Right out of Hollywood? Living in a coronavirus world

Gregory Floyd, President of Teamsters Local 237 and Vice President At-Large International Brotherhood of Teamsters. | 4/9/2020, midnight
Indeed, in all of this darkness, there are many examples of the best of people on display. Health care professionals, ...
President, Teamsters Local 237

Who would ever have thought that a two-hour movie you enjoyed with buttered popcorn and M&Ms—a movie that scared you silly the whole time it was on the big screen, but nonetheless, didn’t stop you from enjoying your burger and fries at McDonald’s after the mayhem from Hollywood had ended—who would ever have thought that the movie would be coming to us in real life and in real time? The actors in this flick don’t take off their makeup at the end of the day’s filming and head over to their favorite pub to throw back a few or enjoy a glass of Chablis on their patios. No, the “actors” of this drama are hunkered down in their homes—if they are lucky enough to have such a place to go—glued to their TVs, reeling in fear from scenes before them, featuring streets they’ve walked down, people they know, while praying for the best. No backlot here. The “actors,” unfortunately, are us!

While we are hopeful for a happy, Hollywood-style ending, for now, the pain of the moment seems never-ending. What to do? We can spend our days angry and sad, wondering how things went so wrong, so fast. We can question if our government leaders let us down. Why weren’t we better prepared as a nation? We can look at our family members, friends, neighbors, co-workers, and ourselves, burdened by troubling thoughts and obsessed with vigilant monitoring, worrying about the worst that can happen while hoping to be saved by the best…of plans and people, working to keep us out of harm’s way.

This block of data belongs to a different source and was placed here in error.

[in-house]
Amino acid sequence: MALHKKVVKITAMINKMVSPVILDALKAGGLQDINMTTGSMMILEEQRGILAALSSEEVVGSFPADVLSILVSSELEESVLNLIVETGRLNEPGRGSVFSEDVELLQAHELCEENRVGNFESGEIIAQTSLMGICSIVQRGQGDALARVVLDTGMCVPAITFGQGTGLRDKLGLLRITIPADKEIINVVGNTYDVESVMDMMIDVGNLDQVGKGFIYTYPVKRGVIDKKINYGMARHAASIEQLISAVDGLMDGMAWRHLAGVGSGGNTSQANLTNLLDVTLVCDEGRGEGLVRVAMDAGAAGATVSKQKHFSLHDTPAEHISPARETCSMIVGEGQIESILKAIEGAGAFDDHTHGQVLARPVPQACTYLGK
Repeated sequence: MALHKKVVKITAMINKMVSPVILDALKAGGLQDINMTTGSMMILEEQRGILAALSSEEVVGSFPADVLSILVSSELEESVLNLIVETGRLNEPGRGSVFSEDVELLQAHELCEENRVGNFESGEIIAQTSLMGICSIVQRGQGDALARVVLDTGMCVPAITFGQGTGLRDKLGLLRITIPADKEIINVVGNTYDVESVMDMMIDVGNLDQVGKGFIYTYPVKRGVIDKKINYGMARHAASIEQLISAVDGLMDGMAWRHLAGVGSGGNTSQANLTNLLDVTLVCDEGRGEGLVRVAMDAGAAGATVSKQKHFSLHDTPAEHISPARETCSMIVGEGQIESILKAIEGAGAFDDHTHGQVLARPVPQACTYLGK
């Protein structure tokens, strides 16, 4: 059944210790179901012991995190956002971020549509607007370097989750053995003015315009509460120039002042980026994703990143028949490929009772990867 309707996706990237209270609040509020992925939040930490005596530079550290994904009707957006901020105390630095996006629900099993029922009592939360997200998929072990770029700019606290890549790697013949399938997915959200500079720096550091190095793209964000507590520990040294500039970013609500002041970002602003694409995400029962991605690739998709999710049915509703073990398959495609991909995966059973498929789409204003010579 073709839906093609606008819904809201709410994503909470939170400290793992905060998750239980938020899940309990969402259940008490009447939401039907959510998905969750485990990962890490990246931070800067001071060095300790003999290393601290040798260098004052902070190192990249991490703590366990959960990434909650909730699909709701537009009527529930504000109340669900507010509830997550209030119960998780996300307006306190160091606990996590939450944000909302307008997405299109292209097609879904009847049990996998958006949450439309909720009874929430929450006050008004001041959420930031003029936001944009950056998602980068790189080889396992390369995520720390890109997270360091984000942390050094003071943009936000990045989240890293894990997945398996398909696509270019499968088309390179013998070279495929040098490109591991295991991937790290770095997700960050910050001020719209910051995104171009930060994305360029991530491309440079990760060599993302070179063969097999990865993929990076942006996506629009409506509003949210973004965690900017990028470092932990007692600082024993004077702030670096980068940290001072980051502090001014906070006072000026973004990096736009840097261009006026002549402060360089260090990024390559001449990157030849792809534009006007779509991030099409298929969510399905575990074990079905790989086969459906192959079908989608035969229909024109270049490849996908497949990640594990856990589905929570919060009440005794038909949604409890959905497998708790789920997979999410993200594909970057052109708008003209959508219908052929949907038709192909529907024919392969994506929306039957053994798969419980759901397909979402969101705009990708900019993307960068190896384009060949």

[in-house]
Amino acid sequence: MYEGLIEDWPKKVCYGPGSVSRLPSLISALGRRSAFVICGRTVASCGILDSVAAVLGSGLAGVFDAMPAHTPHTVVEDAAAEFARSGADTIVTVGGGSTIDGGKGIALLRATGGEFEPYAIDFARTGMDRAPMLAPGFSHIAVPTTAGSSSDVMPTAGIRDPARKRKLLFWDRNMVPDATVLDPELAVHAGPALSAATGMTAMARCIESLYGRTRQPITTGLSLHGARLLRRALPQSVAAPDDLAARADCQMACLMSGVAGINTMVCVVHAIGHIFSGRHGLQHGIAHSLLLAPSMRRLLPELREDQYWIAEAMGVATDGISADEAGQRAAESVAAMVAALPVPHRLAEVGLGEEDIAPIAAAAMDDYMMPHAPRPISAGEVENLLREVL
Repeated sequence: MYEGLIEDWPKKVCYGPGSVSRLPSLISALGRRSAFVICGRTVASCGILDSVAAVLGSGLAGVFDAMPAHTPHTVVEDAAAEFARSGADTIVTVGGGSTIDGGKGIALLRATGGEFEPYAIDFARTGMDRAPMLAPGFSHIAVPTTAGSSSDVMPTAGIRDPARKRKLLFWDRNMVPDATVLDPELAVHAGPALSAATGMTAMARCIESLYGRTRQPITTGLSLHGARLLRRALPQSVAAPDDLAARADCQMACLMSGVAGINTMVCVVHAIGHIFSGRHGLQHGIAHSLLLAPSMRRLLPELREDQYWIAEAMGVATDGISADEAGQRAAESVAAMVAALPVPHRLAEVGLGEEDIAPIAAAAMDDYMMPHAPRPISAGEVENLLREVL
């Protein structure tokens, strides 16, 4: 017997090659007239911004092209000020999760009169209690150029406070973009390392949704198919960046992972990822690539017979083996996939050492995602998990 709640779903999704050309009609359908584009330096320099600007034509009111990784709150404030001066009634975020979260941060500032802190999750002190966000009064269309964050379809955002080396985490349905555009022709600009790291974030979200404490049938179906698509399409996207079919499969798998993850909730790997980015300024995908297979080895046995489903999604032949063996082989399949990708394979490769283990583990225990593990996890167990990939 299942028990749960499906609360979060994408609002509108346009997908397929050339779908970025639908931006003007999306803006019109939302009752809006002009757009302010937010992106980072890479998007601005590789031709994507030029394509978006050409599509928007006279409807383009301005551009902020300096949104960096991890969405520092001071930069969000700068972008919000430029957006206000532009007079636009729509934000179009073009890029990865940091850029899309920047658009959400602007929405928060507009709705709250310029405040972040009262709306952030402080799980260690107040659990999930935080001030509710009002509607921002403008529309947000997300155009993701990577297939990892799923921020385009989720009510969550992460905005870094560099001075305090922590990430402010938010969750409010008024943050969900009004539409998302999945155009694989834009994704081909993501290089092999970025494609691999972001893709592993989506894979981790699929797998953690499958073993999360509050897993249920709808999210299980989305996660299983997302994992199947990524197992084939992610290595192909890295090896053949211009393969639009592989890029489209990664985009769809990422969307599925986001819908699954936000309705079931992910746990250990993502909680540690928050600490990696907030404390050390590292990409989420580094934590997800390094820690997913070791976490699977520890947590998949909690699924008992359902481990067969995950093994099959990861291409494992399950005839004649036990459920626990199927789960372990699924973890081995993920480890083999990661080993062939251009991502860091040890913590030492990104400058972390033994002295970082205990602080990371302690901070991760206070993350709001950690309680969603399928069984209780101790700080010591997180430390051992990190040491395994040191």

Indeed, in all of this darkness, there are many examples of the best of people on display. Health care professionals, first responders, transit workers, to name just a few, are among those who risk their lives to save the life of another person. And how about the 22,000 volunteers from other states who rushed to New York to help us out—in a place they don’t know, for people they don’t know. All they know is that there are people in need. But we also don’t need to look beyond our own members at Local 237 to see the best examples of the best of people. Our members have had to do their jobs to safeguard the most vulnerable populations in New York City without having adequate safeguards in place for themselves. And, despite our repeated and ongoing demands to the de Blasio administration to provide these workers with PPE, the city remains unconscionably noncompliant. Our members nonetheless labor on. They are truly inspiring.

And there is one more major example of the best of people: our governor, Andrew Cuomo. He gives public service a good name. It’s not just that he instills a sense of confidence, of leadership to a frightened nation begging to know that things will eventually be alright, but it’s also his display of warmth mixed in with his wisdom. That warmth, that virtual hug, is what is needed now, more than ever before. It’s no surprise that his late-morning press conferences are must-see TV nationwide. They are a mixture of information and admonishment. He tells it straight. “Here’s what we know.” The news right now may be grim, but here’s what we are doing. He takes responsibility.